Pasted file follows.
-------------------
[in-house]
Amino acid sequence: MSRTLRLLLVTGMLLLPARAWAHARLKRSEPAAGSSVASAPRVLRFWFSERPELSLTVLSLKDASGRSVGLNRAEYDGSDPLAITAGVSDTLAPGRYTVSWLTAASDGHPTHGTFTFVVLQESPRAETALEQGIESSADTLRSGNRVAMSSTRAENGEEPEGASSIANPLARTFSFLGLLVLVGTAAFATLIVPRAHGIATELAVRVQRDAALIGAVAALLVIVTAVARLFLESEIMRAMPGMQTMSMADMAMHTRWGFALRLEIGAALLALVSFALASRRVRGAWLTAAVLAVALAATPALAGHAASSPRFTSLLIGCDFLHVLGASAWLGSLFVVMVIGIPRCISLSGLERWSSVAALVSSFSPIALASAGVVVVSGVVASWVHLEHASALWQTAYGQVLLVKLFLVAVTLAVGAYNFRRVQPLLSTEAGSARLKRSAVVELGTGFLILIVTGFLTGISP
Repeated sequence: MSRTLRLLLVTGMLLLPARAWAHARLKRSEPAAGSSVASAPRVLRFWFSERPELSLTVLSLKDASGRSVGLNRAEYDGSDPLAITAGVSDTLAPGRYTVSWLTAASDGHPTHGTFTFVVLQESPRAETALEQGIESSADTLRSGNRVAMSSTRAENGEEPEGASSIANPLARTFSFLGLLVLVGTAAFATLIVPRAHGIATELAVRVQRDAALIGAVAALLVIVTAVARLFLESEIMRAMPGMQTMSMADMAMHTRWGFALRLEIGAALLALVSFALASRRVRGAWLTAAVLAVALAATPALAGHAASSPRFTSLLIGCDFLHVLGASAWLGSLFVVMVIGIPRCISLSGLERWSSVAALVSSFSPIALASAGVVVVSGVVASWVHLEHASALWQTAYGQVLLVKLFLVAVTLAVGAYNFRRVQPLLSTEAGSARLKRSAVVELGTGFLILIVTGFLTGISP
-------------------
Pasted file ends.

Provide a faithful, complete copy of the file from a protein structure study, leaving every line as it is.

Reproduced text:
[in-house]
Amino acid sequence: MSRTLRLLLVTGMLLLPARAWAHARLKRSEPAAGSSVASAPRVLRFWFSERPELSLTVLSLKDASGRSVGLNRAEYDGSDPLAITAGVSDTLAPGRYTVSWLTAASDGHPTHGTFTFVVLQESPRAETALEQGIESSADTLRSGNRVAMSSTRAENGEEPEGASSIANPLARTFSFLGLLVLVGTAAFATLIVPRAHGIATELAVRVQRDAALIGAVAALLVIVTAVARLFLESEIMRAMPGMQTMSMADMAMHTRWGFALRLEIGAALLALVSFALASRRVRGAWLTAAVLAVALAATPALAGHAASSPRFTSLLIGCDFLHVLGASAWLGSLFVVMVIGIPRCISLSGLERWSSVAALVSSFSPIALASAGVVVVSGVVASWVHLEHASALWQTAYGQVLLVKLFLVAVTLAVGAYNFRRVQPLLSTEAGSARLKRSAVVELGTGFLILIVTGFLTGISP
Repeated sequence: MSRTLRLLLVTGMLLLPARAWAHARLKRSEPAAGSSVASAPRVLRFWFSERPELSLTVLSLKDASGRSVGLNRAEYDGSDPLAITAGVSDTLAPGRYTVSWLTAASDGHPTHGTFTFVVLQESPRAETALEQGIESSADTLRSGNRVAMSSTRAENGEEPEGASSIANPLARTFSFLGLLVLVGTAAFATLIVPRAHGIATELAVRVQRDAALIGAVAALLVIVTAVARLFLESEIMRAMPGMQTMSMADMAMHTRWGFALRLEIGAALLALVSFALASRRVRGAWLTAAVLAVALAATPALAGHAASSPRFTSLLIGCDFLHVLGASAWLGSLFVVMVIGIPRCISLSGLERWSSVAALVSSFSPIALASAGVVVVSGVVASWVHLEHASALWQTAYGQVLLVKLFLVAVTLAVGAYNFRRVQPLLSTEAGSARLKRSAVVELGTGFLILIVTGFLTGISP